5 keys to mastering VC interference and launching unicorns

Contrary to the popular and highly exaggerated assumption that unicorns would not be possible without VC and that getting VC means unicorn success, the reality is that most unicorn entrepreneurs take off without VC interference because the VC portfolio has so many failures and very few releases. and unicorns.

· the failure: These are glitches from VC. Some never live up to the hope, while others, like WeWork, Theranos, and FTX, don’t live up to the hype. The VCs might have been hoping for a Unicorn or a Fast Flip but ended up with a Fast Flop.

· the turn: These are VC-Successes that are sold on a “fast” flip to corporate buyers. There are some successful leapfrogs such as Instagram which was bought by Facebook for 2x the valuation paid by the VCs a week earlier. The annualized return is mind-boggling. Some flips are great for businesses, like Instagram and Facebook. Many, as evidenced by the high proportion of failed corporate takeovers, are not – an estimated 70-90% of takeovers fail. Some of these failures are likely to be VC inversions.

· the unicorn: VC home runs are when the venture meets expectations and generates much, much wealth.

Ratio of flops, flips and unicorns

To evaluate VCs and VCs, entrepreneurs need to consider the proportion of flips, flops, and unicorns in the VC portfolio (Designing Successful Venture Capital Funds for Area Development: Filling the Hierarchical and Equity Gaps Dileep Rao, Applied Research in Economic Development, 2006. Volume 3. Number 2). It’s rare for VC funds to have unicorns in their portfolio, and when they do, it’s mostly in Silicon Valley. VCs outside of Silicon Valley have mostly flops and flips in their portfolio:

· Many VCs do not have unicorns in their portfolio. According to Marc Andreessen, around 15 investments account for approximately 97% of VC returns. Home runs and top VCs are mostly in Silicon Valley

· A normal early-stage VC portfolio has about 80% misses (mostly flops), about 19% are considered hits (mostly flips) and about 1% are home runs (mostly unicorns). However, while all VC funds have flaws, unicorns are not evenly distributed. That’s why Andy Rachleff, a successful VC, estimates that the top 20 VC funds (about 3%) generate ~95% of industry returns.

· Analysis of a VC portfolio shows that without home runs, VC portfolios have low or negative annual returns (Designing successful venture capital funds for area development: Bridging the Hierarchy & Equity Gap, Applied Research in Economic Development, 2006, Volume 3, No. two). This means that most VC funds fail, including many formed with good intentions to help those who would otherwise not get VC.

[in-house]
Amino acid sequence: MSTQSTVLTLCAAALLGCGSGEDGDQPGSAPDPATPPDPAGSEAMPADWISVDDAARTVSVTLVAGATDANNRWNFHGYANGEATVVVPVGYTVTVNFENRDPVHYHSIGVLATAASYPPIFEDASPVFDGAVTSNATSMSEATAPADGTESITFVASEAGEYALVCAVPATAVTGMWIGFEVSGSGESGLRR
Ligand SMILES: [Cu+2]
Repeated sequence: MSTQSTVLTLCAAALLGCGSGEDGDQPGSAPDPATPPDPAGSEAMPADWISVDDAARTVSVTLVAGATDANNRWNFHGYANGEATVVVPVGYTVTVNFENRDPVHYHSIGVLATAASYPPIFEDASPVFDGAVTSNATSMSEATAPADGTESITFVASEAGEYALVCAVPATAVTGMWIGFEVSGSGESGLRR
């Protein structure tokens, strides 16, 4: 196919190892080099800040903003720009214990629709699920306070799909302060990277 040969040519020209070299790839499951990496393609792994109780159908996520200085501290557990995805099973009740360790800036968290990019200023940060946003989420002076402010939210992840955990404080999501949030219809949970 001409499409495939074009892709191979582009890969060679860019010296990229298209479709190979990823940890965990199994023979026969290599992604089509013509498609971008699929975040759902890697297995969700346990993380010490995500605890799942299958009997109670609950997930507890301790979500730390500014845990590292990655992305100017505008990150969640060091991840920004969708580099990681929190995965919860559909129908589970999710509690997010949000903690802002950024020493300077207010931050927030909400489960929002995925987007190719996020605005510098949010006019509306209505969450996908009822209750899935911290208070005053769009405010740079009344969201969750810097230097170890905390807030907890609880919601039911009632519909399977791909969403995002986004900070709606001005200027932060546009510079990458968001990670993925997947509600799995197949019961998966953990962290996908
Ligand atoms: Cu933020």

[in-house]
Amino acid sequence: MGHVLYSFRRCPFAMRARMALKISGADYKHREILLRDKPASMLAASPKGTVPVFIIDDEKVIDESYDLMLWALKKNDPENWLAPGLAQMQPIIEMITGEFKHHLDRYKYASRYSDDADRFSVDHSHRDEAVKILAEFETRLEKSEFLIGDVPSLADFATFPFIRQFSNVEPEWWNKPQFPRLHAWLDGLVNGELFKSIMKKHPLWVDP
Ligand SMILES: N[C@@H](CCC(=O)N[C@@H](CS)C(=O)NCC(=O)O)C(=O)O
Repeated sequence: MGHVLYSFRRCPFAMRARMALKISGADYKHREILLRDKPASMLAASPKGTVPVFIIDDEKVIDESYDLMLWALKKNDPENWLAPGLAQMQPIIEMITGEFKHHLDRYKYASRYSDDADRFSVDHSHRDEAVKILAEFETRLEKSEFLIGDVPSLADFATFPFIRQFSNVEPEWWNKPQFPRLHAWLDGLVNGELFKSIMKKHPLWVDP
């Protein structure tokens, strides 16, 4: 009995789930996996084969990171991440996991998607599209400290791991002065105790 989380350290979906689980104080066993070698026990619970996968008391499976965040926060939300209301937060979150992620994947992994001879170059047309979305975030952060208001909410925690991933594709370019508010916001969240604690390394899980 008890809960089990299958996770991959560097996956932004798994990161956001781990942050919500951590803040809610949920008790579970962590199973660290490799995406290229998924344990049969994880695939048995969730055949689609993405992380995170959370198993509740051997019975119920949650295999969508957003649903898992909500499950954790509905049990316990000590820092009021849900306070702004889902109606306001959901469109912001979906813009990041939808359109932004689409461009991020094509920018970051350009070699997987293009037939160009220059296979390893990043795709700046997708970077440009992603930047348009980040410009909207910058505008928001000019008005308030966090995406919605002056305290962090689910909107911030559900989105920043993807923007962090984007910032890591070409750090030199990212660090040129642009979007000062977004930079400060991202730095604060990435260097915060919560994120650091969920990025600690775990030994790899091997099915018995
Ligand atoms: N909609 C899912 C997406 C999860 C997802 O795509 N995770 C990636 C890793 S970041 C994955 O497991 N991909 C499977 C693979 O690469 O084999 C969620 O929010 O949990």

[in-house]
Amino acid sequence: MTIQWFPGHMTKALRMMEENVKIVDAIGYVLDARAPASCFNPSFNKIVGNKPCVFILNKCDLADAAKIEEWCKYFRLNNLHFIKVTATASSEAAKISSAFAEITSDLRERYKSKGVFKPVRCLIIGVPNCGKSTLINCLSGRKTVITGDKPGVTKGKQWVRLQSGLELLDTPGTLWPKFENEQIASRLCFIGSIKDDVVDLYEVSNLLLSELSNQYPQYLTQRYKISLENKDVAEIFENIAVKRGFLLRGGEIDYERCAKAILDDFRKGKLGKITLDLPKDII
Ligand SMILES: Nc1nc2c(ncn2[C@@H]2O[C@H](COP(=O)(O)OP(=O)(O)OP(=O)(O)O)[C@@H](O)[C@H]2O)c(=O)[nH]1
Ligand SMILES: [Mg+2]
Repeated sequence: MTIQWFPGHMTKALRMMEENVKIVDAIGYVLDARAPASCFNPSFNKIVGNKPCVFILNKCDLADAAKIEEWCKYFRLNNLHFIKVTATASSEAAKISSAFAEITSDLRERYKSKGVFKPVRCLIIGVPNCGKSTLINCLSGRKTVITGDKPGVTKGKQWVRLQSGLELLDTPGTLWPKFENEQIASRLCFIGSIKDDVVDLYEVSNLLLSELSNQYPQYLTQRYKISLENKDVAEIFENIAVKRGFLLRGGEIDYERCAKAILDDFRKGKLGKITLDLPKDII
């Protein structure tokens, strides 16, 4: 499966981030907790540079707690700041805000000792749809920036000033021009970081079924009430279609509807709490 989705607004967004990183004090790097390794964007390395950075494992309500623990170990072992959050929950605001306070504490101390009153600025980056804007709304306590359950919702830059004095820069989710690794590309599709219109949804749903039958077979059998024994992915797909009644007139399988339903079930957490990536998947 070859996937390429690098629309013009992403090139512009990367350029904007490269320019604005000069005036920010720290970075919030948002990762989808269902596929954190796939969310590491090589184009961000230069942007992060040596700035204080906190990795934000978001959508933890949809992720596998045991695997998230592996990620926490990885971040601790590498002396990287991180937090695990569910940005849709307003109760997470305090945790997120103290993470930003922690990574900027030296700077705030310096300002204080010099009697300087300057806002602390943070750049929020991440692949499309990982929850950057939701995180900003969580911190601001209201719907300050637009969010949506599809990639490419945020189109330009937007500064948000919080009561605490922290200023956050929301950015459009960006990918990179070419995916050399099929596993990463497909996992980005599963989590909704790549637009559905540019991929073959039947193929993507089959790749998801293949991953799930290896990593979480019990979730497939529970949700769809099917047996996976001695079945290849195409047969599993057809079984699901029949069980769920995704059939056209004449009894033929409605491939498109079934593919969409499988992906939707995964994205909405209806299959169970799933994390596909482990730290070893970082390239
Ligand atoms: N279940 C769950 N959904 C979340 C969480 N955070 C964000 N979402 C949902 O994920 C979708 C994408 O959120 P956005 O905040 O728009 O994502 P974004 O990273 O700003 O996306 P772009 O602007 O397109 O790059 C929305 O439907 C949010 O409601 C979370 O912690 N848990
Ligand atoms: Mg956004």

The key question for you is whether your venture will:

· VC-Unicorn with long-term potential and a very profitable exit – around 1% of VC-ventures.

· VC-Flip, which is usually sold to a large corporation or an industry leader for a profitable VC outlet.

· VC-Flop, meaning VCs will quickly lose interest, try to get what they can and move on.

Here are 5 strategies to increase the chances of becoming a unicorn:

· Find the right high potential emerging trend. If you are at the start of a high-potential trend, have stayed on top of your venture, and are following unicorn strategies to find the foothold of the emerging trend, you have a chance in the brass ring. If you entered after the trend took off and the leaders built a strong position, you can still dominate a niche market and reverse the venture.

· Takeoff without VC interference. This allows you to stay in control of the venture and decide whether your chances of success are better with VC as rocket fuel. If you don’t have control of the venture and you have to pivot to find your growth strategy, you might fail because the VCs might not stick around. That’s why 94% of billionaire entrepreneurs delayed VC or avoided it to maintain control (The truth about VC).

· Focus on business strategy, not product innovation. Entrepreneurs like Sam Walton, Bill Gates, Brian Chesky, Jeff Bezos and others have not succeeded in creating a “better” product. They created a better business strategy for the emerging trend. In fact, about 9 out of 10 early adopters fail to make smart changes.

· pray for a good time. Beware the phase of the stock market cycle. If you’re in the middle of a sensational market, when pigs can fly, you can sell a mediocre company as a high-flying company and have an arcade or a unicorn in your hand. If you are in a bear market, stay tuned below.

· prove your potential. Can you prove that you can dominate the main segment of an emerging trend? VCs want proof of potential – not promises in pitches. Get the skills to prove potential. Wait until you prove your leadership potential for your venture and stay in control of your venture and the wealth you create.

MY OPINION: If you need VC to grow and want to avoid becoming a failure, wait until you take off and prove you have the potential and ability to master. So your chances of building a flip or a unicorn are higher. But even after Aha, make sure you get VC from a fund that has a track record of building unicorns. Very few funds build unicorns. Finally, stay in control if you want to improve your chances of creating wealth and keeping more. Get unicorn skills like Michael Dell.

TechCrunchWhy angel investors don’t make money… and advice for people who are going to become angels anyway
NytimesOnce Quiet Venture Capital Firms Learn the Promotional Game (published 2012)
Harvard Business ReviewM&A: the only thing you need to get it right

Leave a Comment